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The Wall Street Put

April 21, 2013

Drama. The new earnings reports are coming to Wall Street next week (the week of April 22) and all the markets are down as investors prepare for the “1st Quarter Fest” – the Dow fell 2.1%, the S&P 500 lost 2.1%, the Nasdaq slid 2.7%, and the S&P/TSX Composite Index (only an observer this year but sympathetic) is also down 2.2% and minus 4% for the year – so we figure that there’s about $400 billion in new cash and mad money that is parked and waiting (with three days to close) for new orders, earning interest but not dividends until they can pull the trigger and once again secure their uncertain future (April 19, 2013, Wall Street Week Ahead: In earnings frenzy, will Apple get crushed?).

In self-defense, we’ve reviewed our portfolios and tightened up our stop/loss prices and rolled our puts & calls forward and upward against the likely onslaught of volatility and “surprise”. We don’t know what they’re going to do when the “frenzy” sets in, or even why they do it notwithstanding the “herding” instinct (please see our recent Post, Earnings Don’t Matter, April 2013, which is very specific about that).

The Exhibits below tabulate the current status of  The Perpetual Bond™ in each of these markets. If a company is not listed there, then it’s not in the Perpetual Bond™ at this time, but we might  have talked about it in one of these Posts (please try the Search box or send us an email at RiskWerk@gmail.com if you want to know what we think). Our view is that we must be in the market at all times, with as much money as possible, but we also need to know where we’re “standing” – above or below the price of risk – so that we’re not bushwhacked by the day-to-day volatility of stock prices or made-in-the market “surprise”. Moreover, whereas most investors will be focused and expectant on the income statement and forecasts of future earnings, we only care about the quarterly balance sheet, knowing that the balance sheet is the “acorn that becomes the oak”; it is the oak, or the new oak, and the fluttering of its “leaves” (the earnings and the forecast) is just noise . That observation is probably counter-intuitive, but the intuition, or “wish”, is trumped by the much higher standard of the “demonstrated societal standard of risk aversion and bargaining practice”. Please see our Post, The Price of Risk, August 2012, for more information. The “price of risk” is also the stock price that provably obtains a Nash Equilibrium between “risk averse” and “risk seeking” investors (please see our Post, The Nash Equilibrium & Its Stock Price, October 2012).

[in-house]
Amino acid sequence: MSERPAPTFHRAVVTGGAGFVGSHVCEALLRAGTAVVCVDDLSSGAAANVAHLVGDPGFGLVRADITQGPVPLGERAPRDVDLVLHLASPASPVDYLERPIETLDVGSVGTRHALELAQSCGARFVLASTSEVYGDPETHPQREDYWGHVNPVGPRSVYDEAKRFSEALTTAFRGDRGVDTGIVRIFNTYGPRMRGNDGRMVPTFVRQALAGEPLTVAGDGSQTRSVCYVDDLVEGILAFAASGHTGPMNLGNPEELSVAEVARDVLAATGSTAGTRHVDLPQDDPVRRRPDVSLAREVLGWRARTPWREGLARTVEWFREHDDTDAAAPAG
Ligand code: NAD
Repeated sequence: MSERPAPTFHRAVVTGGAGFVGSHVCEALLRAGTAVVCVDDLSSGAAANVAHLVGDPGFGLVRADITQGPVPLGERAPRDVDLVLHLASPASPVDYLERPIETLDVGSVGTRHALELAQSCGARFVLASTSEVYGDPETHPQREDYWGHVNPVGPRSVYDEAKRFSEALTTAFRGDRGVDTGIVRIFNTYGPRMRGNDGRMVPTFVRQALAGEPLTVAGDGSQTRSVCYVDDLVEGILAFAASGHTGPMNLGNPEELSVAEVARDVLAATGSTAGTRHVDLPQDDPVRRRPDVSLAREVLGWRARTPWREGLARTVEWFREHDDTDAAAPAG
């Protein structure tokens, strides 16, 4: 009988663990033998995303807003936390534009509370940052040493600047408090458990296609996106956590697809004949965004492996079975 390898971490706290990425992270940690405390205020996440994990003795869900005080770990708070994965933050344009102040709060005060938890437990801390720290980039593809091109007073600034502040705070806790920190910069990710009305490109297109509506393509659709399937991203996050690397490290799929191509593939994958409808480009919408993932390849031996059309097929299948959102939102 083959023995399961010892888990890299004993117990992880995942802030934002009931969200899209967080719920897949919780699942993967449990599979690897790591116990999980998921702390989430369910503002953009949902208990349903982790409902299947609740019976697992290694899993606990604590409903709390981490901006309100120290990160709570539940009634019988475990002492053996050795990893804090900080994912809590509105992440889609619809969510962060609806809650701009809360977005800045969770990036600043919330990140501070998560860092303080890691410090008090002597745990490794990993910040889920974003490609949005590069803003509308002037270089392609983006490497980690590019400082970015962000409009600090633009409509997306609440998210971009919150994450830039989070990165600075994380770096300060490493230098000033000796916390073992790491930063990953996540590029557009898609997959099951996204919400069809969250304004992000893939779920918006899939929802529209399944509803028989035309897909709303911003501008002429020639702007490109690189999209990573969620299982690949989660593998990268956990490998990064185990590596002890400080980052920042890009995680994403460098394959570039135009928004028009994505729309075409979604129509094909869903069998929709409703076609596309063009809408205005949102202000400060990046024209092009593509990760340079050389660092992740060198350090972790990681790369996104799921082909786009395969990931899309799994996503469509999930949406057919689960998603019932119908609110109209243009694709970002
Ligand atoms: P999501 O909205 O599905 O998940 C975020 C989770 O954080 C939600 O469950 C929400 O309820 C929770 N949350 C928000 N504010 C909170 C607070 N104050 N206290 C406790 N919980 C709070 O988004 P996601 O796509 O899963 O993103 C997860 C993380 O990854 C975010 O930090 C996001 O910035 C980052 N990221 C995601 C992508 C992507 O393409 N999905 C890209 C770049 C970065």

With reference to Exhibit 1 and 2 below, there are currently forty-nine companies in the Nasdaq 100 that are in the Perpetual Bond™ now and have been in the Perpetual Bond™ since at least January; we bought six companies in January to add to the forty-three already there, and none since; please see the Count, Buy and Sell Lines, and Cash In (sold), Cash Out (bought), and Cash Lines (negative entries are the margin account which we use for its convenience); purchases and sales are always in blocks of 1,000 shares for this report, at the market price, and we don’t weight by market capitalization; the units are ($000).

The Perpetual Bond™ in the Nasdaq 100 has returned +12% since the end of December (four months), but we also note that simply buying and holding all the companies (Companies Line) got +15% and the reason is that +3% of the gain is due to the six companies that we bought “late”, in January, at higher prices, rather than in December. (For more details, please see Exhibit 2 below.) For example, three of the companies that we bought in January on an (N)- to (B)-transition – and for no other reason – are Netflix (please see our Post, (B)(N) NFLX Netflix Incorporated, March 2013), Life Technologies (since bought up by the Thermo Fisher Scientific company; please see our Post, (B)(N) TMO Thermo Fisher Scientific Incorporated, April 2013) and Symantec, which gained +77%, +50% and +25%, respectively, since December.

Exhibit 1: The Perpetual Bond™ NASDAQ 100 Companies – Cash Flow Summary – April 2013